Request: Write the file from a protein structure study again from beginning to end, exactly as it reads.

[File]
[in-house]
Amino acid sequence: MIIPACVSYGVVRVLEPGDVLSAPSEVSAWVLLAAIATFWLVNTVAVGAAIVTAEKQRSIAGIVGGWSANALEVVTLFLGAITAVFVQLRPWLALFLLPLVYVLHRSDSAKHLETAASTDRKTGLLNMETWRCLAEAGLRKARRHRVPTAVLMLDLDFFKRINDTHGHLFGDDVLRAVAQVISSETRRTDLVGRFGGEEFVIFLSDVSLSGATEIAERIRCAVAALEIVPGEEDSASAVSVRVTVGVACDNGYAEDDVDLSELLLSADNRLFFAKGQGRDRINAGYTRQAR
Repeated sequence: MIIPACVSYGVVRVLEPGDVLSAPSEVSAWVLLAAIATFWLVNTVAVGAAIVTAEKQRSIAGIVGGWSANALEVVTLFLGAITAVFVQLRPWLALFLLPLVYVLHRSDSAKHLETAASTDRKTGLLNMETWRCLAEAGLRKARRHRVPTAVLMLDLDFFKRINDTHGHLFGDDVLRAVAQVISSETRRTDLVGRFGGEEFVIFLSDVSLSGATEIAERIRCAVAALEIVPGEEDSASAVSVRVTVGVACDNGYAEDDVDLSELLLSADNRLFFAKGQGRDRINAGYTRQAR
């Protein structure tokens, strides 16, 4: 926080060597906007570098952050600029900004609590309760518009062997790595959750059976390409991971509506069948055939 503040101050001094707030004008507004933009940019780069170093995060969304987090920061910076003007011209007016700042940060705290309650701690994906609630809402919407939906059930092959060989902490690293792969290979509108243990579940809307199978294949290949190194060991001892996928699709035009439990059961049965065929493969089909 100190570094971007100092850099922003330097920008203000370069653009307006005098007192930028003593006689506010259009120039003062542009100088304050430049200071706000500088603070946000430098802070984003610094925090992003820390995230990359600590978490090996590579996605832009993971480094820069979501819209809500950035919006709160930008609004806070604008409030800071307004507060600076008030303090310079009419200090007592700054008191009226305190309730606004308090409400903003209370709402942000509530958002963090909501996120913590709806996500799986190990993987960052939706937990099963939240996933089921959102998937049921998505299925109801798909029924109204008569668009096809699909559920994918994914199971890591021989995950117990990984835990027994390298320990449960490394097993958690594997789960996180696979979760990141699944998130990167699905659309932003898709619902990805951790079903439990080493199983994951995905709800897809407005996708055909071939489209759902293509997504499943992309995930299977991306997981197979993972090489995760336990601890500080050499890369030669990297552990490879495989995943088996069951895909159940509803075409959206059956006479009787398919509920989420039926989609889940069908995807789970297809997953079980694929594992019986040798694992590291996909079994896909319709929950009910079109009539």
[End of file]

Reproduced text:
[in-house]
Amino acid sequence: MIIPACVSYGVVRVLEPGDVLSAPSEVSAWVLLAAIATFWLVNTVAVGAAIVTAEKQRSIAGIVGGWSANALEVVTLFLGAITAVFVQLRPWLALFLLPLVYVLHRSDSAKHLETAASTDRKTGLLNMETWRCLAEAGLRKARRHRVPTAVLMLDLDFFKRINDTHGHLFGDDVLRAVAQVISSETRRTDLVGRFGGEEFVIFLSDVSLSGATEIAERIRCAVAALEIVPGEEDSASAVSVRVTVGVACDNGYAEDDVDLSELLLSADNRLFFAKGQGRDRINAGYTRQAR
Repeated sequence: MIIPACVSYGVVRVLEPGDVLSAPSEVSAWVLLAAIATFWLVNTVAVGAAIVTAEKQRSIAGIVGGWSANALEVVTLFLGAITAVFVQLRPWLALFLLPLVYVLHRSDSAKHLETAASTDRKTGLLNMETWRCLAEAGLRKARRHRVPTAVLMLDLDFFKRINDTHGHLFGDDVLRAVAQVISSETRRTDLVGRFGGEEFVIFLSDVSLSGATEIAERIRCAVAALEIVPGEEDSASAVSVRVTVGVACDNGYAEDDVDLSELLLSADNRLFFAKGQGRDRINAGYTRQAR
């Protein structure tokens, strides 16, 4: 926080060597906007570098952050600029900004609590309760518009062997790595959750059976390409991971509506069948055939 503040101050001094707030004008507004933009940019780069170093995060969304987090920061910076003007011209007016700042940060705290309650701690994906609630809402919407939906059930092959060989902490690293792969290979509108243990579940809307199978294949290949190194060991001892996928699709035009439990059961049965065929493969089909 100190570094971007100092850099922003330097920008203000370069653009307006005098007192930028003593006689506010259009120039003062542009100088304050430049200071706000500088603070946000430098802070984003610094925090992003820390995230990359600590978490090996590579996605832009993971480094820069979501819209809500950035919006709160930008609004806070604008409030800071307004507060600076008030303090310079009419200090007592700054008191009226305190309730606004308090409400903003209370709402942000509530958002963090909501996120913590709806996500799986190990993987960052939706937990099963939240996933089921959102998937049921998505299925109801798909029924109204008569668009096809699909559920994918994914199971890591021989995950117990990984835990027994390298320990449960490394097993958690594997789960996180696979979760990141699944998130990167699905659309932003898709619902990805951790079903439990080493199983994951995905709800897809407005996708055909071939489209759902293509997504499943992309995930299977991306997981197979993972090489995760336990601890500080050499890369030669990297552990490879495989995943088996069951895909159940509803075409959206059956006479009787398919509920989420039926989609889940069908995807789970297809997953079980694929594992019986040798694992590291996909079994896909319709929950009910079109009539």